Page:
Want to start from the beginning of the "Aloha Oahu" series? Make sure you've read:
Waikiki & Luau and Manoa Falls, Pali Lookout, Kailua Beach, & Diamond Head.
Initially I planned to write one post for each day of our trip, but a family wedding deserves its own piece so Tuesday, February 17th, will be documented in two parts - one about our adventures during the day and one dedicated solely to my sister-in-law's wedding. Considering it was a destination wedding, there was basically nothing I could do to help (not for lack of offering, though!) and it didn't take place until the early evening...which meant most of Tuesday was open for Michael and me to continue exploring.
We chose to visit Pearl Harbor that day for several reasons. Not only did we want to go at some point during the week, but it wasn't far away, it wouldn't take all day long/the hours were flexible (because you can pick and choose which attractions you'd like to see), and it wouldn't physically tire us out. All of these things were important requirements for whatever we did leading up to the wedding; after all, the main reason we came to Hawaii when we did was to witness Michael's sister's wedding to support and celebrate with her on one of the most important days of her life!
The "Mighty Mo"
After breakfast we caught a shuttle to Pearl Harbor and secured our tickets to see the USS Arizona Memorial. The Memorial is one of the only Pearl Harbor attractions that is free, but because of the high volume of visitors it receives there are scheduled times for tours that have a limited amount of spots. The next available time slot was 12pm, which meant we had the rest of the morning to dedicate to something else. We only had time for one other big attraction, so we opted to tour the USS Missouri, or "Mighty Mo."
We caught the shuttle over to Ford Island where I then stepped aboard a battleship for the first time. A 35-minute guided tour was included with our tickets and I'm grateful we took advantage of this free feature. The guide took us through the entire main deck of the ship, describing much of the battleship's history and highlighting all of the historically significant events and sites along the way. We were able to see where a kamikaze plane hit the ship (and where the US soldiers gave the Japanese pilot a proper sea burial), the actual site upon which the Japanese signed the official surrender documents that brought World War II to a close, and more.
Truth be told, we could have spent even more time exploring the various decks of the ship, but after seeing only about a third of the lower deck's museum displays we had to head back to the shuttle so we wouldn't be late for our USS Arizona Memorial time slot.
|About to walk aboard the Mighty Mo|
|Seal marking the spot on deck where the Japanese signed the surrender documents|
|Michael standing before 3 of the 9 16-inch guns|
USS Arizona Memorial
We hurriedly grabbed a couple of snacks then joined everyone else that would be part of our 12 o'clock tour group. The tour begins with a brief (about 15 minutes long) video, which allowed us to learn more details and see actual footage of the Pearl Harbor attack. It was a somber yet appropriate video to watch prior to boarding the boat that would carry us to the memorial site.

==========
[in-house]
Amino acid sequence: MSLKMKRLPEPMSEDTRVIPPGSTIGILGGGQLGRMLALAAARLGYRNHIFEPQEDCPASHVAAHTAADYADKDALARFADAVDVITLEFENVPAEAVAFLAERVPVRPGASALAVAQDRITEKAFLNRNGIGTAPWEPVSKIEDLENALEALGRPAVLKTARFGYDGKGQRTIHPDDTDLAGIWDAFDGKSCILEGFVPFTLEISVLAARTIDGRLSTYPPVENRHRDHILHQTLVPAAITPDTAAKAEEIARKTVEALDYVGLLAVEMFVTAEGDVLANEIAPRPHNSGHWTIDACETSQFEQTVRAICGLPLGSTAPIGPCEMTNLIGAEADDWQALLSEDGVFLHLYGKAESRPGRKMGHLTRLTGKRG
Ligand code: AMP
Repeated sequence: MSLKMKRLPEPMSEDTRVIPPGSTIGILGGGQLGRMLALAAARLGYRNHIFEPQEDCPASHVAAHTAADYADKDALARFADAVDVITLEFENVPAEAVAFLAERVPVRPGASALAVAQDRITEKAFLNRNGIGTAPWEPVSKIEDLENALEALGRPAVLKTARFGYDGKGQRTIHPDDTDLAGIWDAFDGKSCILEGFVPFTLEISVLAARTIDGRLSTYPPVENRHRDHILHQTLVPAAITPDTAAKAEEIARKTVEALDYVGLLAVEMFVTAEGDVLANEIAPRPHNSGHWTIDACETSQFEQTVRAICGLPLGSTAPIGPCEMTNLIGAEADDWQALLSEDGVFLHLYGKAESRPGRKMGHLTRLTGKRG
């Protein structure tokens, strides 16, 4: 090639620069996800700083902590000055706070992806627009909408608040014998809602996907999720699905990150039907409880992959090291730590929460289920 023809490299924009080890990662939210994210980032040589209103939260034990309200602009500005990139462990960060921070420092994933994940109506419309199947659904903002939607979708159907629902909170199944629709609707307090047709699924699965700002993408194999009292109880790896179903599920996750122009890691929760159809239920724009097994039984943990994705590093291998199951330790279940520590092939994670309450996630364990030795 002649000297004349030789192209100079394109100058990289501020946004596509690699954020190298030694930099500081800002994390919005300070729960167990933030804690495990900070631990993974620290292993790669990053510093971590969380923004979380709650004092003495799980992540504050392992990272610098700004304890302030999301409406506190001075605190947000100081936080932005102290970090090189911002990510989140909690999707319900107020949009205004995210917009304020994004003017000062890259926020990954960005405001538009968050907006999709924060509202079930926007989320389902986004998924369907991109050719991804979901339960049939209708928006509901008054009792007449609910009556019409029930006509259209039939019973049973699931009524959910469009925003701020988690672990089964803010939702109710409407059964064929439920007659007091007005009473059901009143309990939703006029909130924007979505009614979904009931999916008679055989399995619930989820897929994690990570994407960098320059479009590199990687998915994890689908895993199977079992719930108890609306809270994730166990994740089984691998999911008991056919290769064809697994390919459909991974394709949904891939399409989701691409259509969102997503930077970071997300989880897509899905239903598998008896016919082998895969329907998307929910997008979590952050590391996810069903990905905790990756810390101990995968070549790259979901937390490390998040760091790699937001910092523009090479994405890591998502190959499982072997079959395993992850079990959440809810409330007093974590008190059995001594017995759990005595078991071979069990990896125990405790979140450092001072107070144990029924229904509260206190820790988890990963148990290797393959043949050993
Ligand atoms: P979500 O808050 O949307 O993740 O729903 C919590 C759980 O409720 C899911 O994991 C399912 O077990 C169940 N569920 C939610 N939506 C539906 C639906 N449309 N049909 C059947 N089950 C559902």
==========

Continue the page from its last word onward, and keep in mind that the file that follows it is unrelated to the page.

The memorial functions much like a bridge, straddling the hull of the sunken battleship and allowing visitors to look down and see actual parts of the ship. At the far end is a room that serves as a shrine to the US sailors and marines that fought aboard the Arizona on December 7, 1941. The entire design includes much symbolism about what took place in Pearl Harbor on that day as well as throughout the rest of the war.
|Parts of the ship are still visible just below the water's surface, while a few parts like these stick out above the waterline|
|"To the memory of the gallant men here entombed and their shipmates who gave their lives in action on December 7, 1941 on the U.S.S. Arizona"|
|A view of the Mighty Mo and half of the black and white markers that indicate where other battleships and lives were laid to rest during the bombing of Pearl Harbor|
Pearl Harbor isn't exactly a "fun" way to spend a day due to the somber nature of what took place there. However, I'm incredibly grateful that we were able to visit this significant historic landmark during our travels. In touring the USS Missouri and the USS Arizona Memorial, we visited what are often referred to as the "bookends" of World War II here in America - considering the bombing of Pearl Harbor officially brought the U.S. into the war and the Japanese signed the surrender documents aboard the Mighty Mo while it served in the Pacific.
Not only did our visit to Pearl Harbor mean a lot to me as an American citizen, but it had great personal significance to me as well. Both of my grandfathers (Army and Navy) served in the Pacific during WWII, and my maternal grandfather was even held by the Japanese as a POW in the Philippines. Learning more about the war's history as it pertained specifically to the battles of the Pacific helped me gain a far better visual understanding of what the war may have looked like to my Grandpa and Granddaddy.
At times I was nearly overwhelmed by Pearl Harbor's vast amount of history, the impact its attack had on the U.S., and how crucial its role was in bringing the Second World War to an end. If you find yourself in Honolulu, I highly recommend taking the time to experience it for yourself.
"Pearl Harbor caused our Nation to wholeheartedly commit to winning World War II, changing the course of our Nation's history and the world's future."
Want to read more about our time on Oahu? Next up: A Waikiki Wedding!